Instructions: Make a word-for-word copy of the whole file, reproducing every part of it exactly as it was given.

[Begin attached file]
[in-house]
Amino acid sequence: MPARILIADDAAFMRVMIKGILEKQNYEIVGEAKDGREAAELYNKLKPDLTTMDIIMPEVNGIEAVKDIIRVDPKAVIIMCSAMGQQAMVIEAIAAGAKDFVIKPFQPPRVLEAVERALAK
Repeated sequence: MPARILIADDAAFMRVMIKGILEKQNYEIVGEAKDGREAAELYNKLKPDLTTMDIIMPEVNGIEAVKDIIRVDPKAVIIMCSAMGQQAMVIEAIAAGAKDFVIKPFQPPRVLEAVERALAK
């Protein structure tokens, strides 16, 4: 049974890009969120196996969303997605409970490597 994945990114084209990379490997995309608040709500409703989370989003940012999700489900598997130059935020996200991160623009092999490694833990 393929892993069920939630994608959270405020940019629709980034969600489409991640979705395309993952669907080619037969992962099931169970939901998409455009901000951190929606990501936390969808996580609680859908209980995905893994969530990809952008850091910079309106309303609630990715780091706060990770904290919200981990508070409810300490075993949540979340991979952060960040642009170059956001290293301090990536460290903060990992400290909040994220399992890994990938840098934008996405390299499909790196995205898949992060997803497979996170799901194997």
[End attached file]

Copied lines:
[in-house]
Amino acid sequence: MPARILIADDAAFMRVMIKGILEKQNYEIVGEAKDGREAAELYNKLKPDLTTMDIIMPEVNGIEAVKDIIRVDPKAVIIMCSAMGQQAMVIEAIAAGAKDFVIKPFQPPRVLEAVERALAK
Repeated sequence: MPARILIADDAAFMRVMIKGILEKQNYEIVGEAKDGREAAELYNKLKPDLTTMDIIMPEVNGIEAVKDIIRVDPKAVIIMCSAMGQQAMVIEAIAAGAKDFVIKPFQPPRVLEAVERALAK
């Protein structure tokens, strides 16, 4: 049974890009969120196996969303997605409970490597 994945990114084209990379490997995309608040709500409703989370989003940012999700489900598997130059935020996200991160623009092999490694833990 393929892993069920939630994608959270405020940019629709980034969600489409991640979705395309993952669907080619037969992962099931169970939901998409455009901000951190929606990501936390969808996580609680859908209980995905893994969530990809952008850091910079309106309303609630990715780091706060990770904290919200981990508070409810300490075993949540979340991979952060960040642009170059956001290293301090990536460290903060990992400290909040994220399992890994990938840098934008996405390299499909790196995205898949992060997803497979996170799901194997």